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"She must acquire a moral alertness which has not hitherto been demanded by any other system, and this is revealed in her tranquility, patience, charity, and humility. Not words, but virtues, are her main qualifications." (Dr. Maria Montessori, 'The Discovery of the Child', Clio Press Ltd, 151)

"The teacher must not content herself with merely providing her school with an attractive environment; she must continuously think about this environment, because a large part of the result depends on it. The teacher, therefore, must:

a) keep the didactic developmental material in perfect order. If this is not the case, the children will not take an interest in it and if they do not, the material becomes useless, as the entire Montessori method is based on the spontaneous activity of the child which is aroused precisely by the interest the child takes in the material.

b) make sure that every object used by the children has a place of its own that is easily accessible to them." (Dr. Maria Montessori, 'Some Words of Advice to Teachers', AMI Communications, 1995, 4, 14)

"Now the adult himself is part of the child's environment; the adult must adjust himself to the child's needs if he is not to be a hindrance to him and if he is not to substitute himself for the child in the activities essential to growth and development." (Dr. Maria Montessori, 'The Secret of Childhood', Orient Longman Limited, 106)

"In her duty of guiding a child in using the material, a teacher must make a distinction between two different periods. In the first she puts the child in contact with the material and initiates him in its use. In the second she intervenes to enlighten a child who has already succeeded in distinguishing differences through his own spontaneous efforts. It is then that she can determine the ideas acquired by a child, if this is necessary, and provide him with words to describe the differences he has perceived." (Dr. Maria Montessori, 'The Discovery of the Child', Clio Press Ltd, 153)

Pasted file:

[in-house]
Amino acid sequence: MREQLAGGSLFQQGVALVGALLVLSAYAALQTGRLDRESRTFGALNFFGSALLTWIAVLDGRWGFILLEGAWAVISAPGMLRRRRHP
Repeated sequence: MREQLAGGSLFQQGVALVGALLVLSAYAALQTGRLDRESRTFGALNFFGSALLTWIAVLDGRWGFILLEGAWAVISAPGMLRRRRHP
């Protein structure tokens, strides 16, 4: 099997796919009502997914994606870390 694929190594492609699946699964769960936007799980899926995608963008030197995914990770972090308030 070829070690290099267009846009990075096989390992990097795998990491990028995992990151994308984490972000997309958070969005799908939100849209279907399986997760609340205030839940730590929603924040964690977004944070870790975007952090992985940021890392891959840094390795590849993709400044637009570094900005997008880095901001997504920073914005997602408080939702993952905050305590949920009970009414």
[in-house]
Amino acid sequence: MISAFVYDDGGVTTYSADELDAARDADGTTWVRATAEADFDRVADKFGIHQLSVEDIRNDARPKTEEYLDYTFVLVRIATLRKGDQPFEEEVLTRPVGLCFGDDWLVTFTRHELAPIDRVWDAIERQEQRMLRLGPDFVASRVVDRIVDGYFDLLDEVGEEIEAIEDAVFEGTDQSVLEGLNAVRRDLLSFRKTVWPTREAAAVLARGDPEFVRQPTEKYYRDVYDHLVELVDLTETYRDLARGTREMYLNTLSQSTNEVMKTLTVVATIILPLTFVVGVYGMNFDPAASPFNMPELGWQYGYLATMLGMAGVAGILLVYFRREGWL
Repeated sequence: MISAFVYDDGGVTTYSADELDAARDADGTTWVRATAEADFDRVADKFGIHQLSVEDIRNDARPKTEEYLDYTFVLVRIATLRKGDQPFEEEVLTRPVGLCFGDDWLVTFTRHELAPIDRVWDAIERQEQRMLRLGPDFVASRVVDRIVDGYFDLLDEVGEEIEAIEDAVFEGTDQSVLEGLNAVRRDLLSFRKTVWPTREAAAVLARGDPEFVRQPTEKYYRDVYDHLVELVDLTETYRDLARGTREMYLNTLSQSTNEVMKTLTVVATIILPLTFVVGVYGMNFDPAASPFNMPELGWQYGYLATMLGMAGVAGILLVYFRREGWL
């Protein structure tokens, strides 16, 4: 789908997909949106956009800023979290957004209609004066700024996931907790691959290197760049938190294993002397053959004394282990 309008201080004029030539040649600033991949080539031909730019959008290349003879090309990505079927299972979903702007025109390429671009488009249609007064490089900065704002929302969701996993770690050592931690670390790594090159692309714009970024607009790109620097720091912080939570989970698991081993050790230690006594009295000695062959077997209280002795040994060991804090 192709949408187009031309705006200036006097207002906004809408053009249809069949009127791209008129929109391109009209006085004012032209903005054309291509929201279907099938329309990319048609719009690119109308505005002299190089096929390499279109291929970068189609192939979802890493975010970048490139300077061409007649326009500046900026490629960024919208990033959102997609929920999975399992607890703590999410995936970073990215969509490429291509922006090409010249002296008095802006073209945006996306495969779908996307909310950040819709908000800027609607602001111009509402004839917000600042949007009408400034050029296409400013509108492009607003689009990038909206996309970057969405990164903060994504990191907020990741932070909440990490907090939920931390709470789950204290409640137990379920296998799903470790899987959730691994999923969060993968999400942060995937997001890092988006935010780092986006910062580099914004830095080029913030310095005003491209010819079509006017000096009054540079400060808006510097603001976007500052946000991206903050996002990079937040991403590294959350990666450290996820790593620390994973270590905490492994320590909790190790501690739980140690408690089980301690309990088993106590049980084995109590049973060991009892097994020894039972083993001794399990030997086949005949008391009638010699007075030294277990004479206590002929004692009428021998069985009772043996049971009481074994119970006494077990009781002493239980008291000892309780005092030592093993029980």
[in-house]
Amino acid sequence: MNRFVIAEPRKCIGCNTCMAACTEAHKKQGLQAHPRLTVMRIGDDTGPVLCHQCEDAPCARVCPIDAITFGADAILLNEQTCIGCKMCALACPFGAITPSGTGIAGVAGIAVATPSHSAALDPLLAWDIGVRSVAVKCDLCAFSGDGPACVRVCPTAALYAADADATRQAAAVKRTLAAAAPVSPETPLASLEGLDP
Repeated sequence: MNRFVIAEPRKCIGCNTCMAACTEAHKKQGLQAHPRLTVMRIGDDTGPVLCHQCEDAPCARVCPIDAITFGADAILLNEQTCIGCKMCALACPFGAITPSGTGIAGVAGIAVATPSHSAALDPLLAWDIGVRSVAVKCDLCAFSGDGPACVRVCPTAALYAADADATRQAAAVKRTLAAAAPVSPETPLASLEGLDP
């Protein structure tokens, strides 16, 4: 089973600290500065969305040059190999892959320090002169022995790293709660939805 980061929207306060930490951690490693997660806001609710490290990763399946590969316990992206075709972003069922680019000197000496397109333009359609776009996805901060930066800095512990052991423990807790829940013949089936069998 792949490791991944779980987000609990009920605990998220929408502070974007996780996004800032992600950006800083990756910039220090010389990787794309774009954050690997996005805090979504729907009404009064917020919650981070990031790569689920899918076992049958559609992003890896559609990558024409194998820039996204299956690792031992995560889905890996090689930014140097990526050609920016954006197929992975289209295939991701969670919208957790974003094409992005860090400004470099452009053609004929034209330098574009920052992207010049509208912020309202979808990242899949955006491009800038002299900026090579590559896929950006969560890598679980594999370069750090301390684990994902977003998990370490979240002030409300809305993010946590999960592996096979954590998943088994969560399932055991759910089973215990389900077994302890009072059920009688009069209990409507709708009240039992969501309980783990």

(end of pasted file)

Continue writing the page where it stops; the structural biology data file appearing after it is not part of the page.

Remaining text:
"An ordinary teacher cannot be transformed into a Montessori teacher, but must be created anew, having rid herself of pedagogical prejudices. The first step is self-preparation of the imagination, for the Montessori teacher has to visualise a child who is not yet there, materially speaking, and must have faith in the child who will reveal himself through work. The different types of deviated children do not shake the faith of this teacher, who sees a different type of child in the spiritual field, and looks confidently for this self to show when attracted by work that interests. She waits for the children to show signs of concentration." (Dr. Maria Montessori, 'Education for a New World', Clio Press Ltd, 67)

"We ourselves have lost this deep and vital sensitiveness, and in the presence of children in whom we see it reviving, we feel as if we were watching a mystery being unfolded. It shows itself in the delicate act of free choice, which a teacher untrained in observation can trample on before she even discerns it, much as an elephant tramples the budding flower about to blossom in its path.

The child whose attention has once been held by a chosen object, while he concentrates his whole self on the repetition of the exercise, is a delivered soul in the sense of the spiritual safety of which we speak. From this moment there is no need to worry about him - except to prepare an environment which satisfies his needs, and to remove obstacles which may bar his way to perfection." (Dr. Maria Montessori, 'The Absorbent Mind', Clio Press, 248)